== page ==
NDSU Extension - Richland County


| Share

Food Preservation Facts or Myths?

These Facts and Myths were compiled by Julie Garden-Robinson, PhD, L.R.D., Food and Nutrition Specialist, NDSU Extension Service.

Fact or Myth?

1. Old church cookbooks have great canning recipes you will want to use.


  • Old church cookbooks often provide outdated and UNSAFE canning recipes.
  • Research on food preservation began in the 1940s.
  • USDA canning guidelines underwent a major overhaul in 1994, and in 2006 canning guidelines were reviewed and revised.

2. As long as you boil the jars of vegetables long enough, you will have a safe end product.


  • Unless you can foods properly, you could put yourself at risk for botulism.
  • Clostridium botulinum can grow and produce a toxin in low-acid foods in sealed cans or jars.
  • Boiling jars at 212 degrees will not kill this organism or its spores.

3. Vegetables, meats and most mixtures of foods should ONLY be canned in a pressure canner.


  • The acidity (or pH) of a food determines how foods can be canned.
  • Low-acid foods (pH < 4.6) such as these must be processed in a pressure canner:
    • Vegetables (except when acidified) 
    • Meats 
    • Poultry 
    • Seafood 
    • Soups 
    • Mixtures of acid and low acid foods
  • Yeasts, molds and most bacteria are destroyed at boiling temperatures (212 degrees at sea level) obtained in a water bath canner.
  •  C. botulinum forms spores that require higher temperatures for destruction in a reasonable period of time (usually 240oF or above at sea level).

4. Canning in your oven is a safe, convenient way to seal jars.


  • Canning in an oven is NOT SAFE. 
  • This method can be extremely dangerous for low-acid foods.

5. You can invent your own salsa recipe and can it, as long as you process it in a water bath canner.


  • If you invent your own recipe, you can freeze it.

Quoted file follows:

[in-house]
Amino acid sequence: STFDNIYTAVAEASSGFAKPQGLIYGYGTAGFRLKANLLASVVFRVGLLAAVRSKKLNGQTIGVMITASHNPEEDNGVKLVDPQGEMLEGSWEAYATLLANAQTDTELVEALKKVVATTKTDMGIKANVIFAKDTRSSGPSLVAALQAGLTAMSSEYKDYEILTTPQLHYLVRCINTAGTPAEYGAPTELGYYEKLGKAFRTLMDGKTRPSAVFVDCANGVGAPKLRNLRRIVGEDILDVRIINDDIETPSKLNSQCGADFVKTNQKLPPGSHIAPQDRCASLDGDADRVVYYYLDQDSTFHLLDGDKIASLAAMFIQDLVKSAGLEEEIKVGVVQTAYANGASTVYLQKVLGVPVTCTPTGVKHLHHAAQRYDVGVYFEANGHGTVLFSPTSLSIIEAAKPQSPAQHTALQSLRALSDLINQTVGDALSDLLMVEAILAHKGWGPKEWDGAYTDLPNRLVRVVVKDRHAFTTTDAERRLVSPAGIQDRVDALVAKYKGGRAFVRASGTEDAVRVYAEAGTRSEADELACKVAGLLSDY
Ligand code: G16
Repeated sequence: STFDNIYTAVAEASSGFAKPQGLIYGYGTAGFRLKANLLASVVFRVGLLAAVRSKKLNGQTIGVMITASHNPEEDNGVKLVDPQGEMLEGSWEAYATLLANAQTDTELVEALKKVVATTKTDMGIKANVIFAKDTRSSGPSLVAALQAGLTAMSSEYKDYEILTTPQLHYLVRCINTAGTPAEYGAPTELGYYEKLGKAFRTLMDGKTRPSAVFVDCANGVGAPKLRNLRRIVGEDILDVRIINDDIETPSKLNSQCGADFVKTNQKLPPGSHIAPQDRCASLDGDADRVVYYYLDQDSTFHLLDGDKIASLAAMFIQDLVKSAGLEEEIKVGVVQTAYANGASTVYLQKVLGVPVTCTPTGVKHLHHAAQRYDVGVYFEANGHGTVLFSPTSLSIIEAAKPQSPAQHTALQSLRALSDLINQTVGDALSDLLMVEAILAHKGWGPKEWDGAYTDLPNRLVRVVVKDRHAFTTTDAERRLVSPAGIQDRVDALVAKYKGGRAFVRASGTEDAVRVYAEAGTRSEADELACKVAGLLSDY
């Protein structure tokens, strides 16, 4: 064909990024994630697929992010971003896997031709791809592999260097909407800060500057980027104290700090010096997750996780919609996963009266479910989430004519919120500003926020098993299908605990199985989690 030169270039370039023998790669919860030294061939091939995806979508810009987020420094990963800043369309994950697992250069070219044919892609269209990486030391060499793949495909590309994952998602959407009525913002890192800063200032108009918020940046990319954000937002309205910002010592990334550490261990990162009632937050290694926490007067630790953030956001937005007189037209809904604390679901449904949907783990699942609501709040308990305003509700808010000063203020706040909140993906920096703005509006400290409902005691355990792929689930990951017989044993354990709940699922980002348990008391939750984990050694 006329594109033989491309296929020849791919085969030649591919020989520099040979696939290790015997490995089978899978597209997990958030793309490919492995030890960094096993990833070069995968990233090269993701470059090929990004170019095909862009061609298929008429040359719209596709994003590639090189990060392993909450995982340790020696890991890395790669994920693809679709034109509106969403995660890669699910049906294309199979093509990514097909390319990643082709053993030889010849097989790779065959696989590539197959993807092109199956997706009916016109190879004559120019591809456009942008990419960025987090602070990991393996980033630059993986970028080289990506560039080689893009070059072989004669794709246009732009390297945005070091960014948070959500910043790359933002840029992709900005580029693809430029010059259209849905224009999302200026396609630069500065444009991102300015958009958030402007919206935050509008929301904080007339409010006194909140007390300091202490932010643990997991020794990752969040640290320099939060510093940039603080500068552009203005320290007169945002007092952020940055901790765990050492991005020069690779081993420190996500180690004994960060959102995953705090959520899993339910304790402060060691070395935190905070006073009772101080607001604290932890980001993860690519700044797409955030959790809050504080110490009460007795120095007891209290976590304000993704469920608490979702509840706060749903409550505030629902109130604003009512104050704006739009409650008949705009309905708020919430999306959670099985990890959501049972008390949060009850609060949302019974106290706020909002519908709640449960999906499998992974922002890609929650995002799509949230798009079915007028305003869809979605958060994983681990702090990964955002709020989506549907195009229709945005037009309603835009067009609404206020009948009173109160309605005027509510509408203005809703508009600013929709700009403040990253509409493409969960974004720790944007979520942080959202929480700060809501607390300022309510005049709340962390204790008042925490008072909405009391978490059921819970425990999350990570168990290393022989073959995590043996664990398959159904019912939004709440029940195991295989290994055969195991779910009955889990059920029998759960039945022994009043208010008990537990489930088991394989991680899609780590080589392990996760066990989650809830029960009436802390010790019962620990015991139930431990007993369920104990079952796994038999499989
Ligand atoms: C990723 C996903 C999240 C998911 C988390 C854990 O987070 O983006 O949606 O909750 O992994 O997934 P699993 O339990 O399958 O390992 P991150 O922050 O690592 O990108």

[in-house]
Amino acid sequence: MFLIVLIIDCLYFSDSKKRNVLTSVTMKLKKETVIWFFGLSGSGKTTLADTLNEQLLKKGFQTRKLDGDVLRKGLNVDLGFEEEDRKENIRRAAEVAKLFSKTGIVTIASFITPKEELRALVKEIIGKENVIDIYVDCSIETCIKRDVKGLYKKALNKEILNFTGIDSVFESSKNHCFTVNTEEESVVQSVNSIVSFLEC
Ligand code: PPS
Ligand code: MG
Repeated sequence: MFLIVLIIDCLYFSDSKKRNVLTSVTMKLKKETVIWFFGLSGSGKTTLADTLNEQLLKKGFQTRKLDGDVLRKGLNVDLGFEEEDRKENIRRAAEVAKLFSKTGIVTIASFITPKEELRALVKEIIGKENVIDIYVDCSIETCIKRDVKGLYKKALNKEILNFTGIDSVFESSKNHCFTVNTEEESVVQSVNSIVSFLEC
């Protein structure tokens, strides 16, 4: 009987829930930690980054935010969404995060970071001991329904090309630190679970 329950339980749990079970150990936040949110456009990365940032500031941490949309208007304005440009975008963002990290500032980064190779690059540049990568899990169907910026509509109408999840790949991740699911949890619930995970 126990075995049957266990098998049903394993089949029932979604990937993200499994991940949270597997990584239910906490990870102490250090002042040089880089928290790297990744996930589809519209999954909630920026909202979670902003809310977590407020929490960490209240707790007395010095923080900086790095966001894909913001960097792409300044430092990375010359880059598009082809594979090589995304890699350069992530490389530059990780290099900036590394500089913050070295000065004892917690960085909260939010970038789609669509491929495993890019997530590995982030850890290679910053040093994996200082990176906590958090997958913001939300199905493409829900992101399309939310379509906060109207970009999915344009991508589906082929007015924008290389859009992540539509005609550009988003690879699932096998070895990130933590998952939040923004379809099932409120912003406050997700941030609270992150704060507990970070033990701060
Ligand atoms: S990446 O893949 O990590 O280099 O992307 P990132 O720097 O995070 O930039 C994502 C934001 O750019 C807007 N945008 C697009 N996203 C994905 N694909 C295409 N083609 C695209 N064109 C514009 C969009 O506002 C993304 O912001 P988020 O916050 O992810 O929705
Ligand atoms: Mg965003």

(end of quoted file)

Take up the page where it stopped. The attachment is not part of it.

• Follow salsa formulations exactly and measure/weigh ingredients carefully.

6. Acid, such as lemon juice or citric acid, should be added to all tomatoes prior to canning.


  • Tomato varieties vary in the amount of acid they contain depending on variety and growing season. 
  • For safety, tomatoes to be canned in a water bath canner OR a pressure canner should be acidified with one of the following:   
    • Add 2 tablespoons bottled lemon juice per quart 
    • Add ½ teaspoon citric acid per quart

7. Most vegetables do not require heat blanching prior to freezing.


  • For best quality, vegetables should be heat-treated (or blanched) in boiling water for the recommended length of time. 
  • Blanching inactivates enzymes (small proteins that regulate processes).
  • Without blanching, undesirable flavor, texture and color changes can occur.

8. You can freeze foods in Cool Whip containers, margarine containers and other clean plastic containers that previously held food.


  • Using these types of containers can result in freezer burn, or dehydration.
  • Freezer burn is a quality issue not a safety issue.
  • You may not want to eat freezer-burned food because of changes in the color, texture and flavor.

9. You can use glass mayonnaise jars to can food, such as peach sauce.

THAT'S A FACT (Kind of)!

  • They are safe to use – BUT Mason-type jars are the best choice for canning.
  • Expect more seal failures and potential breakage when reusing commercial jars.
  • Mayo jars have a narrower sealing surface and are tempered less than Mason jars.
  • Mayo jars may be weakened by repeated contact with metal spoons or knives.
  • Do not use mayonnaise-type jars in a pressure canner because of high risk of jar breakage.

10. Paraffin wax provides an excellent seal on jelly and jam jars.


  • Paraffin wax does not provide an air-tight seal. Spoilage (mold growth) can occur.
  • Use two-piece self-sealing lids on jams and jellies.

11. Pickles are so acidic that they do not need to be processed in a water bath canner.


  • Many molds, yeasts and some bacteria survive in acidic environments.
  • To inactivate molds, yeast and bacteria, process pickles in a water bath canner for the recommended time.

12. Screw bands should be tightened "finger-tip" tight prior to canning.


  • Just use your fingertips – not your “muscles” – to tighten screw bands.”
  • Overtightening can lead to seal failures.
  • Prepare lids as directed on package.
  • Do not reuse lids. You can reuse screwbands
      Creative Commons License
      Feel free to use and share this content, but please do so under the conditions of our Creative Commons license and our Rules for Use. Thanks.